Disney took down a Simpsons episode poking fun at Chinese human rights abuses from its Disney+ streaming service in Hong Kong, according to several reports Monday, as the entertainment giant again attracts controversy for its acquiescence to the wishes of Chinese authorities.
The October 2022 episode, which included a joke about “forced labor camps where children make smartphones” is no longer available in Hong Kong, the Financial Times first reported, later confirmed by other outlets.
It’s far from the first China-related controversy clouding over Disney, which is among the many American multinational corporations relying upon the country for a sizable chunk of its business. Disney+ scrubbed a 2005 Simpson episode from Disney+ in Hong Kong because it referenced the Tiananmen Square massacre (Disney+ nor any other major American streaming service officially operates in mainland China). The removal was a “clear signal to the local audience that it will remove controversial programs in order to please” the Chinese government, Grace Leung, a media policy professor at the Chinese University of Hong Kong, told the New York Times at the time. And Disney found itself in a far greater firestorm upon the 2020 release of the live-action remake of Mulan, after the film included “special thanks” to Xinjiang authorities in the post-film credits. Critics of Disney’s cozy relationship with local Chinese government agencies also included shareholders, who proposed for Disney to disclose its due diligence process in vetting foreign governments moving forward. The company also received criticism from pro-Democracy groups in Hong Kong, who called for a boycott of Mulan, and U.S. lawmakers including Rep. Mike Gallagher (R-Wis.), who blasted Disney for supporting Xinjiang authorities “lying to the world about these crimes.”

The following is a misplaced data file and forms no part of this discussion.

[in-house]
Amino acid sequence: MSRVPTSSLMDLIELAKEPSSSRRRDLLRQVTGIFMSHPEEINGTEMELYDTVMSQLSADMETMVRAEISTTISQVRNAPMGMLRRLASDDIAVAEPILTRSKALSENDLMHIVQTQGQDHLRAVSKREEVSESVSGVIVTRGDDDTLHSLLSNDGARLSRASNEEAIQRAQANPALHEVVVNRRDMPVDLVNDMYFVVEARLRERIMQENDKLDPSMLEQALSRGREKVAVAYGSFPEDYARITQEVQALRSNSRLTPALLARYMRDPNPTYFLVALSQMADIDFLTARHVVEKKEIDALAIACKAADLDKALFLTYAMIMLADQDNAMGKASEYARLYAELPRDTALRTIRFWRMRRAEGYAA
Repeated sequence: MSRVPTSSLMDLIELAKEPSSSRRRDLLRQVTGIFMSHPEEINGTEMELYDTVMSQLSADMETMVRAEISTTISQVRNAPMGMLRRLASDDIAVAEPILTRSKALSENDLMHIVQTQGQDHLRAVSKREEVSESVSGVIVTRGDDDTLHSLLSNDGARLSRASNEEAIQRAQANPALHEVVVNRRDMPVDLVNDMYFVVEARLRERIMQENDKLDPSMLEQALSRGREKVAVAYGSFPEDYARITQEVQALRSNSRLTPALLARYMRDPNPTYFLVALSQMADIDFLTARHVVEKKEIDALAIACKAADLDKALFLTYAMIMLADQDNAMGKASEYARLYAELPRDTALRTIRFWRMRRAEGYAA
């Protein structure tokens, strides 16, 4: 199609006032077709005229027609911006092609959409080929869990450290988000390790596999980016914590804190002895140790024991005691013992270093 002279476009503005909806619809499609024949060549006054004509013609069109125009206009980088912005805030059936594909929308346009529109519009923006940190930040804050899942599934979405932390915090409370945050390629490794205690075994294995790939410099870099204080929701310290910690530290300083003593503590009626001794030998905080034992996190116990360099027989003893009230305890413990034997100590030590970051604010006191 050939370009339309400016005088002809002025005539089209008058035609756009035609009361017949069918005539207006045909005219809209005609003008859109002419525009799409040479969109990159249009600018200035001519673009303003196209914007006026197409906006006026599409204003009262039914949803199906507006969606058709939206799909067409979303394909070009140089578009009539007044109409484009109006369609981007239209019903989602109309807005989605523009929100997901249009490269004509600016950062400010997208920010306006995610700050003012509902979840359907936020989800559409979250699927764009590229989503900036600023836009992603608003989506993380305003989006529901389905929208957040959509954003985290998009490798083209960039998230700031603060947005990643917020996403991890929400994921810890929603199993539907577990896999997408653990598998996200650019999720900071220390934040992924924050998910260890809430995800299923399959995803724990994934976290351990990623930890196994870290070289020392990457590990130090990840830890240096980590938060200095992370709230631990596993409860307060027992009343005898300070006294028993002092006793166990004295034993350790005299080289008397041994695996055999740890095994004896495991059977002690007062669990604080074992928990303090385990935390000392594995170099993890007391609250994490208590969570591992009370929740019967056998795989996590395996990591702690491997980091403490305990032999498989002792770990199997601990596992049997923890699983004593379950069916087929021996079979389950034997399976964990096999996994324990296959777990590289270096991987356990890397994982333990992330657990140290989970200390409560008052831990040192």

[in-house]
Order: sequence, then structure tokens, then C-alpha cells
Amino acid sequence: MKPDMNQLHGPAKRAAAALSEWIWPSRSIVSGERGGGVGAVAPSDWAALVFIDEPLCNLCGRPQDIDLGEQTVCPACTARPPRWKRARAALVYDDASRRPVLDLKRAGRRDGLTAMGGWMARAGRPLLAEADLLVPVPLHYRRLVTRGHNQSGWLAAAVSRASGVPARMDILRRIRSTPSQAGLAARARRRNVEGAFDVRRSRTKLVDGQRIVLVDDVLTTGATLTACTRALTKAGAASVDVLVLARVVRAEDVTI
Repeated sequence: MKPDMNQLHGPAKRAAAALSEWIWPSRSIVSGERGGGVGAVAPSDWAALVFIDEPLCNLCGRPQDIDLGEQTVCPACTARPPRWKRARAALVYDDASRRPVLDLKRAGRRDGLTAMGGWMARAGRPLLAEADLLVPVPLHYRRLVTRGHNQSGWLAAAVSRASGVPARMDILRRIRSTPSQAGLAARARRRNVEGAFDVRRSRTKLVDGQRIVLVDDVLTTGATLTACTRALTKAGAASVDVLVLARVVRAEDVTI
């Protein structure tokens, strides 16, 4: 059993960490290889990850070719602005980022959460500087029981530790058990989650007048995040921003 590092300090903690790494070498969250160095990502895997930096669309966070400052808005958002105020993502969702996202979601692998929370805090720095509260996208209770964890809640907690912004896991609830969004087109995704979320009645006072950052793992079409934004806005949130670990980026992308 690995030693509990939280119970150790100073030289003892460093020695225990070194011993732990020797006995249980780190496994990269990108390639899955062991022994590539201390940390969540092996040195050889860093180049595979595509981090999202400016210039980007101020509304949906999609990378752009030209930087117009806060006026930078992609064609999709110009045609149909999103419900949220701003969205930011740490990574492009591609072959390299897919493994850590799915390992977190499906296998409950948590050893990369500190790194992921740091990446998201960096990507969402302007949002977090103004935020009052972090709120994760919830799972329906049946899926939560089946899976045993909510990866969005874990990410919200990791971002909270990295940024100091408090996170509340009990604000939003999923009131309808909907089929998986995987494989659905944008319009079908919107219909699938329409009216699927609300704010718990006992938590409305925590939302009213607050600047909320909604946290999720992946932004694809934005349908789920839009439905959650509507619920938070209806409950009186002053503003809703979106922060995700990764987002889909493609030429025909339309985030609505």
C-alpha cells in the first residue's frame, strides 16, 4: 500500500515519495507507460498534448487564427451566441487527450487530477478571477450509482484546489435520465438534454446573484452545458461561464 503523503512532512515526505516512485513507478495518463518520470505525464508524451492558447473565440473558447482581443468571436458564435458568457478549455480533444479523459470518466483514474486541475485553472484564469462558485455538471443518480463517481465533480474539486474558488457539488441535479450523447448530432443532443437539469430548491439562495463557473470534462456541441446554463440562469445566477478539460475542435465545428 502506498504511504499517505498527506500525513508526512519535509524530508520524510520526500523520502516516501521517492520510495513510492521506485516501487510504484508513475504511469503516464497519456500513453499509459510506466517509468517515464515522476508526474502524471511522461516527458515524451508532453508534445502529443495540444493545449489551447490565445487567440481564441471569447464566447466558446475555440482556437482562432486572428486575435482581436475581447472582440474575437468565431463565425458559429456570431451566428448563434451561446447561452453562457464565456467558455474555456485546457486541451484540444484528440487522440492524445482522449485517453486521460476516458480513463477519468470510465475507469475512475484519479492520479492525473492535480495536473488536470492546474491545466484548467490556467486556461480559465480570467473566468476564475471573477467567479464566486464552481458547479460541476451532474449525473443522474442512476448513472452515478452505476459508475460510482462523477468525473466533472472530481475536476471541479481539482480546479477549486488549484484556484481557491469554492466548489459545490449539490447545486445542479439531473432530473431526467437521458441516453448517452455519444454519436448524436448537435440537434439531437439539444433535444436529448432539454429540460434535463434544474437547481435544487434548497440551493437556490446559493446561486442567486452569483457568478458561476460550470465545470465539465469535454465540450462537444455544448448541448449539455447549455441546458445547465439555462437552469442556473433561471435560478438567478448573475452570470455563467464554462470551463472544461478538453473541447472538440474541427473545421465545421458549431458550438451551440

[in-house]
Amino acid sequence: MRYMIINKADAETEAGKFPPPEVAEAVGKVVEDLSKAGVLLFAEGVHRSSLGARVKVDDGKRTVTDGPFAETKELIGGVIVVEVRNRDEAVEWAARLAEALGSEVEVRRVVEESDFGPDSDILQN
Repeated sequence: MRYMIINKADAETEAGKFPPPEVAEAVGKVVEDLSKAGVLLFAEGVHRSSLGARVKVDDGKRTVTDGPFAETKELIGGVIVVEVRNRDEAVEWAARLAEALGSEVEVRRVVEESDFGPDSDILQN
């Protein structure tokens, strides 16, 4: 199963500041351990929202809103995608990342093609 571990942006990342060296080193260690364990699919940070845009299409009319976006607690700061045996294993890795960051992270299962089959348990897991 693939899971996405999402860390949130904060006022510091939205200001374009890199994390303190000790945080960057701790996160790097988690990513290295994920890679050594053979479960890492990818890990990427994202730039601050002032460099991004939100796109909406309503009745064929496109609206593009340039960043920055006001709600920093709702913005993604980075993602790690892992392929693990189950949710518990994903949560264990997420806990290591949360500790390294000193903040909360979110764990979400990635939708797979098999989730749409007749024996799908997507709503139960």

Disneyland in Shanghai, which first opened in 2016, reopened in June 2022 after a closure of more than two years amid China’s “zero-Covid” policies, though it had to shut its doors at least four times last year due to Covid outbreaks. Disney reported $28.7 billion in revenue for its parks, experiences and consumer products division in the 12 months ending October 1, 2022, a nearly 75% increase year-over-year as people returned to parks worldwide.